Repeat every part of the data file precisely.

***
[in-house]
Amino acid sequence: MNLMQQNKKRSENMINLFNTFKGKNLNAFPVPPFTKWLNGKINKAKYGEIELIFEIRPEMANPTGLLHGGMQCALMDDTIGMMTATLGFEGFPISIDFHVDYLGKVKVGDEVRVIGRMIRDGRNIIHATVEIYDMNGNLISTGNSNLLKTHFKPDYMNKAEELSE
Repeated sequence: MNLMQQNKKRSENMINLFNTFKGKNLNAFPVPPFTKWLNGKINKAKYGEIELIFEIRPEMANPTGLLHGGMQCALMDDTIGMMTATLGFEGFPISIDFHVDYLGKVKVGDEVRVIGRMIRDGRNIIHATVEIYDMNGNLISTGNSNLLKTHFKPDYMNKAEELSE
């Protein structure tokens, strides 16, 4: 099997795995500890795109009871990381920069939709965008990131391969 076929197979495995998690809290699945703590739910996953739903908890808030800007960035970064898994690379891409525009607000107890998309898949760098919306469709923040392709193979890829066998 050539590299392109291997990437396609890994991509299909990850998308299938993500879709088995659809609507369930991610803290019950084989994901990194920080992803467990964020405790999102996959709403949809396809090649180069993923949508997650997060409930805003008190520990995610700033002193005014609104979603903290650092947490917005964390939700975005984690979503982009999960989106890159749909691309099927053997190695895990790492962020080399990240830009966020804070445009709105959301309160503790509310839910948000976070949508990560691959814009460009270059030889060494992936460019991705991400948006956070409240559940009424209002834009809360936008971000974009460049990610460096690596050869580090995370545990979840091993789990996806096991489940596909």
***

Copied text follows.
[in-house]
Amino acid sequence: MNLMQQNKKRSENMINLFNTFKGKNLNAFPVPPFTKWLNGKINKAKYGEIELIFEIRPEMANPTGLLHGGMQCALMDDTIGMMTATLGFEGFPISIDFHVDYLGKVKVGDEVRVIGRMIRDGRNIIHATVEIYDMNGNLISTGNSNLLKTHFKPDYMNKAEELSE
Repeated sequence: MNLMQQNKKRSENMINLFNTFKGKNLNAFPVPPFTKWLNGKINKAKYGEIELIFEIRPEMANPTGLLHGGMQCALMDDTIGMMTATLGFEGFPISIDFHVDYLGKVKVGDEVRVIGRMIRDGRNIIHATVEIYDMNGNLISTGNSNLLKTHFKPDYMNKAEELSE
């Protein structure tokens, strides 16, 4: 099997795995500890795109009871990381920069939709965008990131391969 076929197979495995998690809290699945703590739910996953739903908890808030800007960035970064898994690379891409525009607000107890998309898949760098919306469709923040392709193979890829066998 050539590299392109291997990437396609890994991509299909990850998308299938993500879709088995659809609507369930991610803290019950084989994901990194920080992803467990964020405790999102996959709403949809396809090649180069993923949508997650997060409930805003008190520990995610700033002193005014609104979603903290650092947490917005964390939700975005984690979503982009999960989106890159749909691309099927053997190695895990790492962020080399990240830009966020804070445009709105959301309160503790509310839910948000976070949508990560691959814009460009270059030889060494992936460019991705991400948006956070409240559940009424209002834009809360936008971000974009460049990610460096690596050869580090995370545990979840091993789990996806096991489940596909």